[uf-discuss] changing abbr-design-pattern to title-design-pattern?

Benjamin Hawkes-Lewis bhawkeslewis at googlemail.com
Sun Apr 29 15:14:23 PDT 2007

Tantek Çelik wrote:

> However, I'm against contorting microformats because of bugs or
> suboptimal behaviors in <1% marketshare browsers.

On my reading of the HTML 4.01 specification and WCAG 1.0, the title
attribute was clearly intended to provide additional /human readable/




On this reading, the use of title for information formatted for machines 
not people is a hack. So I think it's erroneous to describe reading out 
the ISO date time format from title as a "bug". I agree having a setting 
to recast ISO dates into a localized, human readable format might be an 
optimal behaviour, but it would be best if such conversion was triggered 
only in contexts where the ISO format was not meant for direct human 
consumption. In this sense, describing it as "suboptimal" behaviour 
presumes screen reader foreknowledge of microformats, which seems to go 
against the already quoted credo of the microformats movement.

Your interpretation of the relevant specs may be different, of course. :)

With regards to the attempt to list screen readers on the microformats
wiki, I'd like to draw correspondents attention to the list of past and
present screen readers on Wikipedia:


The current microformats wikipage's emphasis on the latest versions is
somewhat misplaced. It's important to remember that partly because
popular screen reading software is prohibitively expensive, many screen
reader users are using older versions. I'm subscribed to several screen
reader mailing lists. The latest version of Freedom Scientific's JAWS
(probably the most popular screen reader) is 8. But judging from mailing
lists dedicated to JAWS and other screen readers, users of 8 are
outnumbered by users of 7. Many correspondents are still on 6. Some few
correspondents still use 5 or even 4.51, e.g.:



With web browsers, one might have a moral case for putting the onus on
users to upgrade to free and technically superior alternatives, though 
taking such a moral position appears not to be a widely viable 
commercial practice. But in the case of screen readers, the free 
solutions still have a long way to go to be very effective replacements 
for their expensive peers, so a similar moral argument is difficult to 

I'm afraid asking for estimates of the size of the userbase for each
version is a bit unrealistic. There's very little public information
about such matters.

The World Health Organization estimated that in 2002, 37 million people
around the world (0.59%) were blind and an additional 124 million
(1.99%) had low vision:


3.58% is only a little short of estimates of Safari's market share and
much higher than estimates of Opera's:


Of course, because people with visual impairments are likely to have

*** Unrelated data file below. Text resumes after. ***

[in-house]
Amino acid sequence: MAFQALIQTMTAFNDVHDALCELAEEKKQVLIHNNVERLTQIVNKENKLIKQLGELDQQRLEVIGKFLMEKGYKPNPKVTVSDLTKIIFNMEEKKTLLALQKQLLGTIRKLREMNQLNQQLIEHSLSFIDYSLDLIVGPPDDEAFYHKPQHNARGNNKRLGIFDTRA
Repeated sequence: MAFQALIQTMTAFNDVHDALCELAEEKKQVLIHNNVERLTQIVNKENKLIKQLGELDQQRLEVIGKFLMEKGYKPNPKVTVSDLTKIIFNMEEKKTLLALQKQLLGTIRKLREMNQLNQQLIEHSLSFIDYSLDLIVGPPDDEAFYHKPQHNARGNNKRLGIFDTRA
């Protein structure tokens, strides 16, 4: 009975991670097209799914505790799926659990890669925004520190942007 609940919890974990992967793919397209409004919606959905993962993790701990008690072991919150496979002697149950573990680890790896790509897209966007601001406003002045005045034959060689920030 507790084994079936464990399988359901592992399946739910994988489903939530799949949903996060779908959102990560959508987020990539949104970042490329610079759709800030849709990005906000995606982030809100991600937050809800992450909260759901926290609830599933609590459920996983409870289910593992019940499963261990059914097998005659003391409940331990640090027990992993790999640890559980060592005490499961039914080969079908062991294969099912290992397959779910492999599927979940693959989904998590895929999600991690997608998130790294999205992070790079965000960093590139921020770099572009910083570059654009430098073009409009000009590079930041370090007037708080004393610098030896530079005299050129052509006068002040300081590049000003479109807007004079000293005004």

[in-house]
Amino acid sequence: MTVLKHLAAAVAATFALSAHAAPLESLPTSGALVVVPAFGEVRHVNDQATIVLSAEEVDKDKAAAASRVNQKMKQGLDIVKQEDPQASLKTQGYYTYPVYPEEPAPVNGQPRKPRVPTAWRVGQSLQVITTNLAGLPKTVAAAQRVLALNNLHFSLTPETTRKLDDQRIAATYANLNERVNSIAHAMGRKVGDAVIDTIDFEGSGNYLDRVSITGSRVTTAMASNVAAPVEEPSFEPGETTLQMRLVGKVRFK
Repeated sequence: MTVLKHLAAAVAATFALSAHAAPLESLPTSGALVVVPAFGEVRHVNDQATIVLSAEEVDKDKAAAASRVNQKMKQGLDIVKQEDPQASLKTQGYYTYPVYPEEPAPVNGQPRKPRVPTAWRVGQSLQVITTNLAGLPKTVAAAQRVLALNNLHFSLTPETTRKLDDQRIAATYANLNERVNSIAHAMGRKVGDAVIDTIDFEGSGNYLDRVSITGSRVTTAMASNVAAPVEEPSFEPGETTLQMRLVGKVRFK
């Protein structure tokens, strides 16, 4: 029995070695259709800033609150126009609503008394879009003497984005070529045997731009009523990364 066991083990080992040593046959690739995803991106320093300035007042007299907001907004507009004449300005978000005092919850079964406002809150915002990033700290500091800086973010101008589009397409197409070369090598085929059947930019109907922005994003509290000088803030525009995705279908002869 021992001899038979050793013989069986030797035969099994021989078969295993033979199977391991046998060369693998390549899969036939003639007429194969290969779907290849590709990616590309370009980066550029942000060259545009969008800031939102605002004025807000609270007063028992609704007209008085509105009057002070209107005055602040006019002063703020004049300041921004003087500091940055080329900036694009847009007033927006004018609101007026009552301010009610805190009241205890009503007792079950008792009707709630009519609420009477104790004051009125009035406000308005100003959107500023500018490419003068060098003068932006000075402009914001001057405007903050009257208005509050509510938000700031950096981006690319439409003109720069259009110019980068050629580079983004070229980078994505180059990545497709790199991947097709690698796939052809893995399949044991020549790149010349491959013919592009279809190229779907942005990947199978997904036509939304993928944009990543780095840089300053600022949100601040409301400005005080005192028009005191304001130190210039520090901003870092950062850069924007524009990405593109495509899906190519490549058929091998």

poorer life opportunities and to be older, I'd guess they are
under-represented in uptake of new technologies and the internet generally.

In 2002, Chris Hofstader of Freedom Scientific testified that "There are
approximately 80,000 registered users of JAWS":


I assume he meant worldwide, but it's hard to be certain.

According to a study of screen reader use published in December 2003, a
spokesperson for the US National Federation of the Blind estimated that
in the USA, JAWS had 65% of the screen reader market and GW-Micro
Window-Eyes had 35%; also JAWS was the software most commonly used by
U.S. federal workers:


If these figures held true beyond the US, one could predict around
40,000 registered Window-Eyes users worldwide. However, non-US markets
may favour other screen readers such as the Brazilian screen reader
MicroPower Virtual Vision.

In a published interview with Access World in March 2007 that proved
controversial and has subsequently disappeared from the site, Hofstader
apparently said that 2,000 copies of screen reader software are sold per


Any sale of a Mac is also a sale of VoiceOver, an effective screen
reader. Any download of Ubuntu Linux or Solaris is also a download of
Orca, an increasingly competent open source screen reader.

With regards to the particular issue at hand, it's fortunate that many
screen reader users probably have not configured their software to read 
title automatically since:

1) It's not the default behaviour in JAWS or Window-Eyes.

2) Current screen readers do not (AFAIK) discriminate between familiar
and unfamiliar, or even first-occurrence and repeated, abbreviations and
acronyms when reading title attributes.

3) title is sometimes abused to spam search engines.


Suboptimal UA behaviour and bad authoring practices don't excuse
additional misuse by the microformats movement, of course.

But if title must be used, putting human-hostile title attributes on an
empty element seems a better hack than misusing abbr or acronym,
/subject to testing with a range of assistive technology/.

A specialized data attribute is under consideration by WHATWG for use
with scripts, but it might also help with this problem … eventually.


Benjamin Hawkes-Lewis

More information about the microformats-discuss mailing list